The Neolithic period, the end of the Stone Age and the beginning of civilizations, began about 12,000 years ago with the advent of agriculture in the Epipalaeolithic Near East. It spread to other parts of the world.

It provides not just the first evidence of farming, it also provides early evidence of gender inequality. according to a paper by researchers from the Department of Prehistory and Archaeology at the University of Seville who study prehistoric societies in the Neolithic Period in the Iberian Peninsula.

They conclude that the Neolithic is the first evidence of gender differences which heralded male domination in later periods of history. The group used two indicators; life conditions/ demographic aspects and funerary practices. Demographic factors were the sexual ratio (the demographic proportion of men to women), diet, genetic data, movement, the most common diseases and the detected stress markers. Funeral practices consisted of the type of burial, the primary or secondary character of the deposit, if it was individual or collective burial, the spatial organization of the site, the position and orientation of the bodies, the funerary goods that were placed in the tomb or the "funerary movements" (signs of manipulation of the bodies, pigmentation or alteration caused by the heat).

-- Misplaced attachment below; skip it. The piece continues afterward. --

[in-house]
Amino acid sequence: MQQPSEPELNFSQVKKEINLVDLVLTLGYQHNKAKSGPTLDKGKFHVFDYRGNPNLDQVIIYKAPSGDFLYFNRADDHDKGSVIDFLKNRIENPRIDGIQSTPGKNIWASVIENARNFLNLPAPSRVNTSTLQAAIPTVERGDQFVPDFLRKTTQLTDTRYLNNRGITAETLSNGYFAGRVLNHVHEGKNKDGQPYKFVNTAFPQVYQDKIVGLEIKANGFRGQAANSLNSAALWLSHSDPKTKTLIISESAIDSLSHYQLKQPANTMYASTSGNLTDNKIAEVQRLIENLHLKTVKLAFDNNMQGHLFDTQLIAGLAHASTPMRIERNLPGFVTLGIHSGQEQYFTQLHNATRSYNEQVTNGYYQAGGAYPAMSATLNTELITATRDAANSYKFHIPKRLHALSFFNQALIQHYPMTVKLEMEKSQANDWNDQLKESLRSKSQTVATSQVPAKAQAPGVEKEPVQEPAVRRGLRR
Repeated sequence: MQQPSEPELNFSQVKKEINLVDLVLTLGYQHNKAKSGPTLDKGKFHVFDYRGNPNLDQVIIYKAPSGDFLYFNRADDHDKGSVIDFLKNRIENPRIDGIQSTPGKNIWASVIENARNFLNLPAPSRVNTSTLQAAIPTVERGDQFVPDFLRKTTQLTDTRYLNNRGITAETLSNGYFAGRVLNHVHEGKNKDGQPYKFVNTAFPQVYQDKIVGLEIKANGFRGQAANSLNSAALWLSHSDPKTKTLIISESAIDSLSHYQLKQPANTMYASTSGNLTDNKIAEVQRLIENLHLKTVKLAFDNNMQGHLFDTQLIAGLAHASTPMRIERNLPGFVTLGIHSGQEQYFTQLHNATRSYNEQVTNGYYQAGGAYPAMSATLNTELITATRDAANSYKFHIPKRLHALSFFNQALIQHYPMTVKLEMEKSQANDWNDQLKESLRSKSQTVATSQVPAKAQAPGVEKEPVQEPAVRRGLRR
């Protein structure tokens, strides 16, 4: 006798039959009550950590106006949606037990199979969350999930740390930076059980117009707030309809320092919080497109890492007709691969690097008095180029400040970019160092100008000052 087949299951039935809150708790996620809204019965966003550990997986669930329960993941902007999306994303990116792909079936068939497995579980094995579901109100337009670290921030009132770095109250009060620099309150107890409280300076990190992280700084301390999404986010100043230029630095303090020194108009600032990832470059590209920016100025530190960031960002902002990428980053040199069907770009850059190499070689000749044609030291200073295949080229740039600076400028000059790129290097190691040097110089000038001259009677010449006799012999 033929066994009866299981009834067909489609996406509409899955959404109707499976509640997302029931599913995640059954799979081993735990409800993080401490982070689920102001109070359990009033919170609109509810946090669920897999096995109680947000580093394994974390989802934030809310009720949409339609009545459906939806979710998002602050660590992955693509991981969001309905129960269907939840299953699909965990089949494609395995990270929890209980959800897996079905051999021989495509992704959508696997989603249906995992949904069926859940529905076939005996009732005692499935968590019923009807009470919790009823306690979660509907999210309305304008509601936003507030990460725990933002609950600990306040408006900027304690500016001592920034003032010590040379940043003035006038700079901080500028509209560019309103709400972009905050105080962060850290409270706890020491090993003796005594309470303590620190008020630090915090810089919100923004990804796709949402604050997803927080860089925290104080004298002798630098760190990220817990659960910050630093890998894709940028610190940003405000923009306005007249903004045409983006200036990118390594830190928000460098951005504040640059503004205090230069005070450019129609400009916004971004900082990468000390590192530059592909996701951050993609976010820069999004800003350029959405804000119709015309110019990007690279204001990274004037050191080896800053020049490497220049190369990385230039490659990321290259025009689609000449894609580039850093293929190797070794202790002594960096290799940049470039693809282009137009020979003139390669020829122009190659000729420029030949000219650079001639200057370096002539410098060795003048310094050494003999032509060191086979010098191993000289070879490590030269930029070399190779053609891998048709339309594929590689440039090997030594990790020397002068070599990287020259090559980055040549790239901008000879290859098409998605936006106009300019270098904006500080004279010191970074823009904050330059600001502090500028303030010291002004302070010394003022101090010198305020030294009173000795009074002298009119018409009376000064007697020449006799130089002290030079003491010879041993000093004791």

Cave art shows women were often the subject of adoration, so sexism to modern eyes may be found by people who are going to find sexism everywhere. Chauvet Cave chambers, Salle du Fond, is the home of the Venus and the Sorcerer, drawn in black charcoal. Credit: Bradshaw Foundation

Like gender inequality today, not everyone did it, but the authors contend it spread as situations progressively appeared that indicate dominance of men over women. The authors point to four important lines in which inequality between men and women can be investigated through successive historical periods: their access to funeral rites, the material conditions of their existence, the appearance of specific social roles for each of the genders and the growing association of men with violence.

That aspect that is most evident in this study. The arrow wounds on male bodies, the depositing of projectiles in their tombs or the pictorial representations (cave paintings) of men hunting and fighting have no equivalent parallel in women. Therefore, the authors point to the birth of an ideology that connected men with the exercise of force., and say it affirms the notion of anthropologist Gerda Lerner, who in the book The Creation of Patriarchy proposed the hypothesis that it was the Neolithic societies that saw the beginning of inequality between men and women.

In this sense, they highlight that the creation of different roles according to gender and other forms of gender inequality played a fundamental role in the growth of social complexity, a factor that has not always been well understood in previous research projects.